Times apologises for inaccurate vaping research claims

Five internationally renowned scientists plan to sue prominent newspaper The Times, following publication of a story which suggested they’d relied on tobacco companies to carry out research into vaping – something which they vehemently deny.

“My life’s work has been built on helping reduce the death toll from tobacco smoking,” said Professor Karl Fagerstrom. “Yet The Times has portrayed me and my colleagues as hirelings of big tobacco.”

Professor David Sweanor of the Centre for Health Law, Policy and Ethics at the University of Ottawa, added: “My reputation has been trashed by The Times. Despite ample evidence of my independence, it claimed that I am beholden to big tobacco companies.”

The saga began when The Times published a story on 12 October 2016 which accused David Nutt, Clive Bates, David Sweanor, Riccardo Polosa and Karl Fagerström of using funds provided by the tobacco industry.

This accusation appeared to be an effort to undermine the legitimacy of a study into e-cigarettes. The five scientists, all prominent anti-smoking campaigners, are disgusted at having their characters sullied with incorrect information in order to mislead the public.

Vaping a safer alternative to tobacco

Professor Sweanor is a long-standing activist against Big Tobacco, who has spent his career filing, and winning lawsuits against the industry; while Professor Fagerstrom was accused of accepting money for research in e-cigarettes, despite having never carried out research on the subject.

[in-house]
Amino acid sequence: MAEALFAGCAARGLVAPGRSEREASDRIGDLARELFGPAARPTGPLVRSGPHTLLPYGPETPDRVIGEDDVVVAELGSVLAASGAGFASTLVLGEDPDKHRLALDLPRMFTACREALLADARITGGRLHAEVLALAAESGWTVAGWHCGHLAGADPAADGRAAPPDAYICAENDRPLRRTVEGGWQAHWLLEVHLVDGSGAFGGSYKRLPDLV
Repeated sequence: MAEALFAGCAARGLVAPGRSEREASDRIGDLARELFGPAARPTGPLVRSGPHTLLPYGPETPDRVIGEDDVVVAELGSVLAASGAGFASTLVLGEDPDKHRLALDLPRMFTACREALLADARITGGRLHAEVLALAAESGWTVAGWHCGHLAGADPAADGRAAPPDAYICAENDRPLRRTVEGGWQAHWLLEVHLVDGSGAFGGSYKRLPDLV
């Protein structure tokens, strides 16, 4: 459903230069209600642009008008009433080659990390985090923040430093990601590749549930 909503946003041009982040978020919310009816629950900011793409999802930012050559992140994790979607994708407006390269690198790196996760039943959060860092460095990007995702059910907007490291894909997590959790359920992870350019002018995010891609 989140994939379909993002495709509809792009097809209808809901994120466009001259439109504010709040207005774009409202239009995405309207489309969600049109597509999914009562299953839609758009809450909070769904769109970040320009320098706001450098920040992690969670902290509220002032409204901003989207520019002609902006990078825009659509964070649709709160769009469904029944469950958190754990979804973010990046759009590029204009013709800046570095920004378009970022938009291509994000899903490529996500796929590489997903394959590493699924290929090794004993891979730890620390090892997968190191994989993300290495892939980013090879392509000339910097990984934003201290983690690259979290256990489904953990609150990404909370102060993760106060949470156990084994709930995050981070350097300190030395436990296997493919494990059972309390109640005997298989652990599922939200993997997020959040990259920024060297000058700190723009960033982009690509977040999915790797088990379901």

For the men themselves, the anger originates not just from the article’s personal attack, but also the message it sends out to the public from a well-respected publication.

“The Times should examine carefully its motives for this scurrilous attack,” said David Nutt, lead author of the study and director of the Neuropsychopharmacology Unit in the Division of Brain Sciences at Imperial College London.

“Reducing the uptake of safer tobacco alternatives such as e-cigarettes will inevitably result in more deaths from real cigarettes, currently the biggest killer in the world today. Is this really what they want?”

Switching to e-cigarettes can improve health

The paper also claimed that Cancer Research UK had condemned the scientists for taking funds from a disreputable source – a claim that is vigorously denied by George Butterworth, the Policy and Campaigns Manager at the charity.

Despite posting a full page apology for the inaccuracy of the article, the Times has so far only apologised directly to one of the five scientists, resulting in the accused hiring libel specialists at law firm Lewis Silkin to represent them should the case progress to court.

While this issue mainly concerns negligent journalism, it is also important to take into account the effect misinformation can have in a world where smokers facing declining health are given false ideological obstacles between themselves and a switch to vaping, a practice that has been found to be healthier than traditional cigarettes – and one that will hopefully lead to a healthier population and a decline in heart disease and lung cancer.

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